Next the repo is pulled and some basic checks are performed on the redirects.txt file (just checking every line contains exactly 2 elements)

Finally it will call the httxt2dbm command to rebuild the database.

This script needs to be run each minute on a cronjob. It can also be reconfigured to run less often, but this allows for quick responses to any changes made in Git.

Start by cloning your repo on the server:

git clone [email protected]:Your_user/Your_repo.git

Mine is cloned into a directory called Short_URLs

The script looks like this:

import subprocess
import requests
import datetime
import re

repattern = r'\[(.*?)\]'

#Path to the redirects.txt file, pulled from Git.
TXT_PATH = "Short_URLs/redirects.txt"

#The path which Apache is configured to use for the redirects DB.
DB_PATH = "/etc/apache2/user_conf/redirects.db"

#The Apache access logs file to check for recent webhook calls.
ACCESS_LOG_PATH = "/var/log/apache2/access.log"

#The Git directory where redirects.txt will be pulled into.
GIT_DIR = "Short_URLs/"

#How often this script is run, in seconds.

can_continue = False
with open(ACCESS_LOG_PATH, 'r') as logreader:
    for line in logreader.readlines():
        line = line.strip()
        if "/webhook-url-here" in line:
            matches = re.findall(repattern, line)
            if len(matches) > 0:
                dt = datetime.datetime.strptime(matches[0], "%d/%b/%Y:%H:%M:%S %z")
                dt = dt.replace(tzinfo=None)
                dt_delta = ( - dt).total_seconds()
                if dt_delta <= SEARCH_TIME:
                    can_continue = True
                    print("tdelta is", dt_delta)

if not can_continue:
    print("Webhook not triggered")

cmd =["git", "-C", GIT_DIR, "pull"])

linecounter = 0
with open(TXT_PATH, 'r') as filereader:
        for line in filereader.readlines():
            linecounter += 1
            if len(line.strip()) > 0 and len(line.strip()) < 3:
                print("Bad line", linecounter)

            if line.count(' ') != 1:
                print("Bad line", linecounter)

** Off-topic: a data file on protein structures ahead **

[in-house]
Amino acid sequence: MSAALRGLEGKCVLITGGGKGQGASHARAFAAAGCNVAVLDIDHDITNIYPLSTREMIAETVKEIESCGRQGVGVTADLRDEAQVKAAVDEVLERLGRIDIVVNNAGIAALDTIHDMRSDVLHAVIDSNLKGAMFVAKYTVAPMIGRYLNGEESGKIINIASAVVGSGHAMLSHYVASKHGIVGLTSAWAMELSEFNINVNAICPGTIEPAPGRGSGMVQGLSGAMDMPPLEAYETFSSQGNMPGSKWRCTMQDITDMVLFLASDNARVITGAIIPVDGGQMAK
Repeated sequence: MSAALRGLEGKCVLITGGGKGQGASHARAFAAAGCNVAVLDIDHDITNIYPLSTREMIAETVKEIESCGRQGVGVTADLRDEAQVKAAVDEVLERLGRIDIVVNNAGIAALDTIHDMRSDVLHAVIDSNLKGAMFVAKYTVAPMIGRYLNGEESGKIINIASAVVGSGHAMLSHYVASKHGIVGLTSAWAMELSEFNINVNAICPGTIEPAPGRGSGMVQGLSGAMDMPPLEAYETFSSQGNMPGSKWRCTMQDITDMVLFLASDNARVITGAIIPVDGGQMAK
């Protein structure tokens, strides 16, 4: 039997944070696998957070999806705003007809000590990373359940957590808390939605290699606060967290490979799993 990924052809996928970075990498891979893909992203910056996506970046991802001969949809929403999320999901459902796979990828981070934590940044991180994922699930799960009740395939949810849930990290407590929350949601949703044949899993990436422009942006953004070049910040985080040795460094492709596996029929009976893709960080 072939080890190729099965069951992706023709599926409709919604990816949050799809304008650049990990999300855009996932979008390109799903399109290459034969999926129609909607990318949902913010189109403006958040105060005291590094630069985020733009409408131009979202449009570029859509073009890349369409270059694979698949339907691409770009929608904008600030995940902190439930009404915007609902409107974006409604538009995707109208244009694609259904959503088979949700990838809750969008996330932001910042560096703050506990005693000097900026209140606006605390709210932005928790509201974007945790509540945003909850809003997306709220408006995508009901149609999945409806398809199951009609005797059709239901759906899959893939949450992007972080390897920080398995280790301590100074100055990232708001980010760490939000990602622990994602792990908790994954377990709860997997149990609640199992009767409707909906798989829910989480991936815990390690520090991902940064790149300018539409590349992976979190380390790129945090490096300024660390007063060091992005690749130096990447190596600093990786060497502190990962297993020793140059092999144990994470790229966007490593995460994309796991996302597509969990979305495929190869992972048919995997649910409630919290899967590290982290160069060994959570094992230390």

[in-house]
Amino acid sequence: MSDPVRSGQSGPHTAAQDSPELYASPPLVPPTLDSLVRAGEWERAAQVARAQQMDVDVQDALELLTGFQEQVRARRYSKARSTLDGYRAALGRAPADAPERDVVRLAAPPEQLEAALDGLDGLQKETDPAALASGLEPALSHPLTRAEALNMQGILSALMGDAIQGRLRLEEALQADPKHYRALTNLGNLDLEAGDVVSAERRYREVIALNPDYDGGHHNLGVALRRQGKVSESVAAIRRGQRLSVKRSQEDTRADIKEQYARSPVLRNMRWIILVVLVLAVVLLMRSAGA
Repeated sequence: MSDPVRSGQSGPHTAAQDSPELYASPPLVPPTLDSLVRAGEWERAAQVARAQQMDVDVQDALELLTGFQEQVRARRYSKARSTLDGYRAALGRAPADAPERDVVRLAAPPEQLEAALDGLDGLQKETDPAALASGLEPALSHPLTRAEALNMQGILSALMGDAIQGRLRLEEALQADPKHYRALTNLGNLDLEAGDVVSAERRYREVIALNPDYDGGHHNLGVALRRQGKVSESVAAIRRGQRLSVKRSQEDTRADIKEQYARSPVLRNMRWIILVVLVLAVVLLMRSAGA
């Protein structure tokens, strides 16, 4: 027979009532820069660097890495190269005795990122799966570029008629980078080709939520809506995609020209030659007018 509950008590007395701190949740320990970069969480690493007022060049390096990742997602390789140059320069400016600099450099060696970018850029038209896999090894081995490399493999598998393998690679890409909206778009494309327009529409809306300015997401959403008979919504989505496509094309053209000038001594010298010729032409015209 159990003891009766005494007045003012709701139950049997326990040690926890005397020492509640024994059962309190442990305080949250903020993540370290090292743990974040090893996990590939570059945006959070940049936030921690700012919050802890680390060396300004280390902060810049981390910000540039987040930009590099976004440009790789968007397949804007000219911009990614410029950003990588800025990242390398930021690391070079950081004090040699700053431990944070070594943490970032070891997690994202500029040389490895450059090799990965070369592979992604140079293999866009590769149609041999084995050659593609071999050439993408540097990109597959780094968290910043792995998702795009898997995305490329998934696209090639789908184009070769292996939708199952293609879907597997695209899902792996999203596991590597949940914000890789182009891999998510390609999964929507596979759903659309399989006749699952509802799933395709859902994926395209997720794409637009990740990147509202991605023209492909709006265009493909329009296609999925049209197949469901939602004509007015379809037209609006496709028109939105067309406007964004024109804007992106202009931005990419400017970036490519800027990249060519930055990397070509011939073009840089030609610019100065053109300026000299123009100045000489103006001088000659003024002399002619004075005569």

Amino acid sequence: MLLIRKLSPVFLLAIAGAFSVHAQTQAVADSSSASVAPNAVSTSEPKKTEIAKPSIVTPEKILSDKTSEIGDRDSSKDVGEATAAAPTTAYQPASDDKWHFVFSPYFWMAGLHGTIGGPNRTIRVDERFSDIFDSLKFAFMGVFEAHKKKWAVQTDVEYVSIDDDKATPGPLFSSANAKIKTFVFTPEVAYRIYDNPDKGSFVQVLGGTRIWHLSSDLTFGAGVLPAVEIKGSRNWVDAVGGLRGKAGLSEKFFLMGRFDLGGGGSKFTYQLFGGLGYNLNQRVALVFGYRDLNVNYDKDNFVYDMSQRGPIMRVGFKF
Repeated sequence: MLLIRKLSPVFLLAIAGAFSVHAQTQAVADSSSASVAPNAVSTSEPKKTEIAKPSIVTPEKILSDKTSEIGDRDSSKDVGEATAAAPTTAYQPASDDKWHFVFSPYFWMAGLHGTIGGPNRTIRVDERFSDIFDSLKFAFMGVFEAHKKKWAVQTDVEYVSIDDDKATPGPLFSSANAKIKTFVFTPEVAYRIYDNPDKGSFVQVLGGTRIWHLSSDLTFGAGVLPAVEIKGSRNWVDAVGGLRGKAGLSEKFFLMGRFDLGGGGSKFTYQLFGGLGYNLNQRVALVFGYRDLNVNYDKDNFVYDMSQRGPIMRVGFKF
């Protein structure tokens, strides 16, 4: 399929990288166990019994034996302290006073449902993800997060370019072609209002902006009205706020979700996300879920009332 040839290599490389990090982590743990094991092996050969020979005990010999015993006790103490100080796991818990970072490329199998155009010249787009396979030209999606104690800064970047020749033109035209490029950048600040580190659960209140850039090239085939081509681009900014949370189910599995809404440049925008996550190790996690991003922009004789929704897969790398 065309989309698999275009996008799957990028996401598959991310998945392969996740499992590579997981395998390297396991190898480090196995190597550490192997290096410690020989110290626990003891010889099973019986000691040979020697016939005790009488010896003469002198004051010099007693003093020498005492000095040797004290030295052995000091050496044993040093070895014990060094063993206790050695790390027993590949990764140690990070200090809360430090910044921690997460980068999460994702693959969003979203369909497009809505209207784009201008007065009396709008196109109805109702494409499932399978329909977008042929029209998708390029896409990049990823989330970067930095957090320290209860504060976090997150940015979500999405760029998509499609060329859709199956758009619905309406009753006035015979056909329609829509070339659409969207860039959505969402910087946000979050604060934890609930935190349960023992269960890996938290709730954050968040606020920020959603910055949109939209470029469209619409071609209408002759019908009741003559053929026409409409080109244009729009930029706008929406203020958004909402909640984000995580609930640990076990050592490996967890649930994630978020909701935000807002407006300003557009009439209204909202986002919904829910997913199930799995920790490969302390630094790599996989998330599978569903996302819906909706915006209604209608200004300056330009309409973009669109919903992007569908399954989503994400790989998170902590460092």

cmd =["httxt2dbm", "-f", "db", "-i", TXT_PATH, "-o", DB_PATH])

There are definitely nicer ways to do this. Another (possibly better) option to explore is something like this but my way gives me a little bit more flexibility with my Git setup. For example, if I really wanted to I could use the GitHub web editor to add URLs to my shortener.

The webhook on the GitHub side should look something like this:

Since this webhook is not being handled by anything, we cannot make use of the secret. This is a security flaw in this design, however the worst case if it is exploited will be my server pulling from GitHub every minute. I decided to take that risk. I use a randomly generated URL which GitHub sends the webhook request to, which is “good enough”. In the future I will likely add a rule to my Varnish configuration to block requests to the webhook URL that do not originate from GitHub.

API / Automation

Since all URLs are just stored in Git, it's trivial to write a script or API to edit this file and push to Git. I will likely make a simple Bash command which takes 2 URLs (the short part and the destination) and pushes that to Git at the end of the file.

It also won't be hard to make a script which generates a random string, checks it doesn't already exist in the file, and adds it to your file with the required destination URL.


This definitely isn't the most elegant solution however I really like the fact that it doesn't require a bunch of dependencies which may not be maintained, nor does it require thousands of lines of code which may or may not introduce vulnerabilities.

The management of the URL list can be handled on another device manually, or a web interface can be hosted elsewhere which handles new entries being added to the file.

This is also a super fast service, where the only slowdown is the latency between the user and the Varnish server. Further speedups can be gained by using features offered by Cloudflare which are currently not being used.

url_shortener.txt · Last modified: 2024/06/29 14:18 by joseph